Step 2) Lock your SIM card and credit card if possible  

One of the most immediate concerns will be using the leaked data to compromise your phone number, which is what many people use for their multi-factor authentication.  

SIM jacking — getting a mobile phone provider to give access to a phone number they don't own — will be a serious threat.  

Most carriers allow you to add a verbal PIN as the second verification step, to prevent SIM jacking.  

While Optus has locked SIM cards temporarily, that lock is unlikely to last. Call your provider and ask for a verbal PIN to be added to your account.  

If you suddenly lose all mobile service in unusual circumstances, contact your provider to make sure you haven't been SIM jacked.  

To prevent identity theft, you can place a short-term freeze (or credit ban) on your credit checks. The three major credit report companies, Experian, Illion, and Equifax offer this service.   

Step 3) Improve your cyber hygiene  

The personal information stolen from Optus may be used with other information cybercriminals find about a person online; social media, your business website, discussion forums and previous breaches provide additional information.  

Many people have unknowingly been victims of cyber breaches in the past.  

  • Check what information about you is available to cybercriminals via HaveIBeenPwned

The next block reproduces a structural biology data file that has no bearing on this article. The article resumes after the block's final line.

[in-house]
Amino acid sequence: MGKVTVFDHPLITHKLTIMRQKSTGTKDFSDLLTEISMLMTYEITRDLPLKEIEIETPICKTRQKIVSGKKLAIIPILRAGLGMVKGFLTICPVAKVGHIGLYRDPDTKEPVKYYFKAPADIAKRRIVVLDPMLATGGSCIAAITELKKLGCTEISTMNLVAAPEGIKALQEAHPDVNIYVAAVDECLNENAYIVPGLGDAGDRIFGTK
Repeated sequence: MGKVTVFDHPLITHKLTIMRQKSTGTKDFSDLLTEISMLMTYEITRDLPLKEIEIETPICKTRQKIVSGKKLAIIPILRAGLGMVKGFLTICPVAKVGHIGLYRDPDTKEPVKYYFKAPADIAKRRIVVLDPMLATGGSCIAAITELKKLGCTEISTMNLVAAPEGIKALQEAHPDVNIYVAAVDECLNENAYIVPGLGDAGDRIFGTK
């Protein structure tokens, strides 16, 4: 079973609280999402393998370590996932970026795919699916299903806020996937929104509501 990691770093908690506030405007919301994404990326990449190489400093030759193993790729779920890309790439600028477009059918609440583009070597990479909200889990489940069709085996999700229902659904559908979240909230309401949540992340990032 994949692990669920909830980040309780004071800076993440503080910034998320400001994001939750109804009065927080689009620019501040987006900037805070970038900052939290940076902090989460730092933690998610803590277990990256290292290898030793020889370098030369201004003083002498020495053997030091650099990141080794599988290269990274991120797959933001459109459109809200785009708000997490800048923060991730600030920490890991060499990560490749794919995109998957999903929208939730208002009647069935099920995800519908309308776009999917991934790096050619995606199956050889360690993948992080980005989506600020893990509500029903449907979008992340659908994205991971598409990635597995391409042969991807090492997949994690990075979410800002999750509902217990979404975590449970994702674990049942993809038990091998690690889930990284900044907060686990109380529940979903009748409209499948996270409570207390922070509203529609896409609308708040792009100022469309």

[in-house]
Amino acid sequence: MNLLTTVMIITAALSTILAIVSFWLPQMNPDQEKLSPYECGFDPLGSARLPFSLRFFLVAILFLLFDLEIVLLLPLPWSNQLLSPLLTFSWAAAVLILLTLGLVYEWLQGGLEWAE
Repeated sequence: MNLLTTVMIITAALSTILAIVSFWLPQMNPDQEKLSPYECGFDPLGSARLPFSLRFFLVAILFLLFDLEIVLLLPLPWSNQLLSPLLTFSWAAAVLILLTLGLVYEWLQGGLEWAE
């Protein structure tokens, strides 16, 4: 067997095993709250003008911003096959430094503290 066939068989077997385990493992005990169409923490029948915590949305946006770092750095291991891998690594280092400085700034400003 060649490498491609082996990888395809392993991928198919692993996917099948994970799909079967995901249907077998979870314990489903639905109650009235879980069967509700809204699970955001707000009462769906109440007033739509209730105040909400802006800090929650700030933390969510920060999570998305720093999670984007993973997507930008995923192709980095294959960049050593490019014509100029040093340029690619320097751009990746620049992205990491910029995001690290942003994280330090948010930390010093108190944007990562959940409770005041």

• If any emails have been linked to a breach, consider what passwords those accounts used, and if they are being used anywhere else. 
  • Take extra care in verifying emails and text messages. Scammers use leaked information to make phishing attempts more credible and targeted. Never click links sent via text or email. Don't assume someone calling from a company is legitimate, get the customer support number from their website, and call them on that number.  
  • Creating unique and secure passwords for every service is the best defence. It is made easier using a password manager — many free apps are available — to manage your passwords. Avoid keeping digital records of passwords in email or in computer files while keeping any written passwords in a safe, secure location.  
How do I know if I've been hacked and what can I do about it?  

Any phone calls, emails or letters from financial institutions regarding an unknown loan or service could be suspicious. Call the institution and clarify the situation. 

The State Government has also announced that new driver's licence cards with new licence numbers will be issued to those who have been informed by Optus that their driver's licence information has been compromised as part of the breach. 

For support contact IDCare, a not-for-profit organisation designed to assist victims of cyberattacks and identity theft. Cybercrimes, including identity theft, can be reported through  the Australian Cyber Security Centre ReportCyber.

If your identity has been stolen, you can apply for a Commonwealth Victims' Certificate to support your claim that you have been the victim of identity crime and help re-establish your credentials with government or financial institutions.